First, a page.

Eleanor Roosevelt National Historic Site was established by the U.S. Congress to commemorate the life and accomplishments of Eleanor Roosevelt. Once part of the larger Roosevelt family estate in Hyde Park, New York, today the property includes the 181 acres (73 ha), buildings and other historic features that Eleanor Roosevelt called Val-Kill. It is located approximately two miles east of Springwood, the Franklin D. Roosevelt home. It is a few hundred feet east of New York State Route 9G, along which runs the Dutchess County bus route C to Tivoli.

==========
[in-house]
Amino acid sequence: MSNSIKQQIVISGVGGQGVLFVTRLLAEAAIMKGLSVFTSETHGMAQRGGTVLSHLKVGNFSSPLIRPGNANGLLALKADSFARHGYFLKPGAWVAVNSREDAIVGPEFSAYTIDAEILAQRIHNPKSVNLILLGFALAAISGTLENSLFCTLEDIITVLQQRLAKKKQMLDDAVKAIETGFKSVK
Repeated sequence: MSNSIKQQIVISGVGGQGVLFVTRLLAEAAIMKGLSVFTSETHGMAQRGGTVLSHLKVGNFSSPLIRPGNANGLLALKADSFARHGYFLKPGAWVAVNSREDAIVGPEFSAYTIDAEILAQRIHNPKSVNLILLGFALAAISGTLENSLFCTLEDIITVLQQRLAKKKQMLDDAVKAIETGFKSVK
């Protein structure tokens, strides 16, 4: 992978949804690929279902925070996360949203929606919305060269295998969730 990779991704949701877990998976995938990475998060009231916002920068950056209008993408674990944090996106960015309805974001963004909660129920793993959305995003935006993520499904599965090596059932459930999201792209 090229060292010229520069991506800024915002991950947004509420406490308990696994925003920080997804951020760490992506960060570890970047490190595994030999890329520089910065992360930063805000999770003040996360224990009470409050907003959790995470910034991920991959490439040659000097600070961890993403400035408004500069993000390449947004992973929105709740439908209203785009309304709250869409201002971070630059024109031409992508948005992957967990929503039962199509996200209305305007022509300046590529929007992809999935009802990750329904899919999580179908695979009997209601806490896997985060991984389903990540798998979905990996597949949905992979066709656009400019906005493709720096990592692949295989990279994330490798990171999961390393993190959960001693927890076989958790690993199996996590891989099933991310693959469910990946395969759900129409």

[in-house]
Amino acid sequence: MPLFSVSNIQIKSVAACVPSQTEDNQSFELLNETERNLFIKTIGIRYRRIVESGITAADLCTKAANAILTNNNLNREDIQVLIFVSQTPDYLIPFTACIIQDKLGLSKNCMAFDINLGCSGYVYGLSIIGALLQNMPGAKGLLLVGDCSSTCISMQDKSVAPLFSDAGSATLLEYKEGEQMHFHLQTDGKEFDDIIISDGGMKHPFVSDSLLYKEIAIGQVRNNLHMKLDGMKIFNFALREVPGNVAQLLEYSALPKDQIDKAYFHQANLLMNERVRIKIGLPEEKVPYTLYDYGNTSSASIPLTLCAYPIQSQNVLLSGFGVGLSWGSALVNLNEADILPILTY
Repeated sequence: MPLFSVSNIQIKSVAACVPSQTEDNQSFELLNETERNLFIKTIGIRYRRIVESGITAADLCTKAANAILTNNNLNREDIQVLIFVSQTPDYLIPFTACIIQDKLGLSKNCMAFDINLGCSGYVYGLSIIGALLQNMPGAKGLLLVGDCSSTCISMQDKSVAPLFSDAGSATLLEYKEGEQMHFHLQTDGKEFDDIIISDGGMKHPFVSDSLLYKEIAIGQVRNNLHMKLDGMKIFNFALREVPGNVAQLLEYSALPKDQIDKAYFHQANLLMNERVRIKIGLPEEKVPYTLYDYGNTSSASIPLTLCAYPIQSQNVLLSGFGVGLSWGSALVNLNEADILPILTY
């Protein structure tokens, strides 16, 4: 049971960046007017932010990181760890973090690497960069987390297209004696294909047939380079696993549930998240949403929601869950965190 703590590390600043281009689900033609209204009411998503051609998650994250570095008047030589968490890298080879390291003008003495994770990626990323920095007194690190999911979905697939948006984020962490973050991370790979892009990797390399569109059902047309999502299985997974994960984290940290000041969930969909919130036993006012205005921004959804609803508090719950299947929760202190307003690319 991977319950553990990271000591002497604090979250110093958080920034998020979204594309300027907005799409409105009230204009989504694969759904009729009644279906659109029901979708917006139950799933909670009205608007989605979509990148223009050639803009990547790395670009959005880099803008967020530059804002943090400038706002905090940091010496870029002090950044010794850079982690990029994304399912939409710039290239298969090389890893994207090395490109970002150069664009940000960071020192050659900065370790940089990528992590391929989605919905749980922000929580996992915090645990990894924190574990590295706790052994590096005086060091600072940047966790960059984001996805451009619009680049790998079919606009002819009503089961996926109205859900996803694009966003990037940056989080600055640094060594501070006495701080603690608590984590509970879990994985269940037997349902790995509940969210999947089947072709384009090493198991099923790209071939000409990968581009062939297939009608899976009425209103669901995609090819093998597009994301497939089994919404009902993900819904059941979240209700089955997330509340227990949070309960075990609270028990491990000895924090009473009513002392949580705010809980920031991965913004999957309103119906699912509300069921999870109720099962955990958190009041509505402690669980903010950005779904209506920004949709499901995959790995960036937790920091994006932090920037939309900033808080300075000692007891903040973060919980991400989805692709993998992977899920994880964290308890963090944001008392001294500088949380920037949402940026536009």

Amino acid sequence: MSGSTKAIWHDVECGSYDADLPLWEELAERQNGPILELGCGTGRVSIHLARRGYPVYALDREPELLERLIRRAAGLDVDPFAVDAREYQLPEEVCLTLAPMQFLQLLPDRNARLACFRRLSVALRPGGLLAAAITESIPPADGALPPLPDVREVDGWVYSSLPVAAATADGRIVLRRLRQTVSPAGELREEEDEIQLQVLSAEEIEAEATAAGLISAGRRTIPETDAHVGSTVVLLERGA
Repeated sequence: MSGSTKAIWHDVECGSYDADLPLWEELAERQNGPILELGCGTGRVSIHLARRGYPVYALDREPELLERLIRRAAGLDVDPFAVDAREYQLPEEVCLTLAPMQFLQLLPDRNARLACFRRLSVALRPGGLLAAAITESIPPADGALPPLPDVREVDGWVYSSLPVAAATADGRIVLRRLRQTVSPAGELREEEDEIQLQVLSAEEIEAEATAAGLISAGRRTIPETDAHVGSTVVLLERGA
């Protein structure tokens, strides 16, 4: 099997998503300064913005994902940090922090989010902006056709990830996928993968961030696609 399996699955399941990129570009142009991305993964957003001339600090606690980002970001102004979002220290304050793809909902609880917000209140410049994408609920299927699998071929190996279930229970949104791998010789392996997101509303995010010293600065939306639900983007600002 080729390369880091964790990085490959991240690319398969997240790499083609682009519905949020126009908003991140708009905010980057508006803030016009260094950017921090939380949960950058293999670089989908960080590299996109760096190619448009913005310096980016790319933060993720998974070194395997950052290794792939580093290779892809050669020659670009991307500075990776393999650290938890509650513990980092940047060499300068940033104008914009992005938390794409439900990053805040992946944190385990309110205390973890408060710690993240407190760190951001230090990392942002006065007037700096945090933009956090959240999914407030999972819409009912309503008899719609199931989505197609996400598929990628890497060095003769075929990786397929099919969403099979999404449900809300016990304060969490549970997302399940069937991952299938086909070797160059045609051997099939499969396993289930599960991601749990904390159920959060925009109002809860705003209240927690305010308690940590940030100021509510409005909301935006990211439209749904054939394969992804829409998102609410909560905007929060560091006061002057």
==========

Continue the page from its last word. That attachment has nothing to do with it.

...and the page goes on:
Eleanor Roosevelt created and shared Val-Kill with her friends Nancy Cook and Marion Dickerman. At Val-Kill, they established Val-Kill Industries to employ local farming families in handcraft traditions. The Roosevelts frequently used Val-Kill's relaxed setting for entertaining family, friends, political associates, and world leaders. Nancy and Marion sold their interest in the property to Eleanor and moved to Connecticut shortly after the death of President Franklin D. Roosevelt in 1945. Val-Kill then became Eleanor Roosevelt's primary residence and the place most associated with her. After her death, Val-Kill was converted into rental units and later sold to developers. A public campaign ensued to save Val-Kill and it was declared a National Historic Site in 1977. It is now managed by the National Park Service. Wikipedia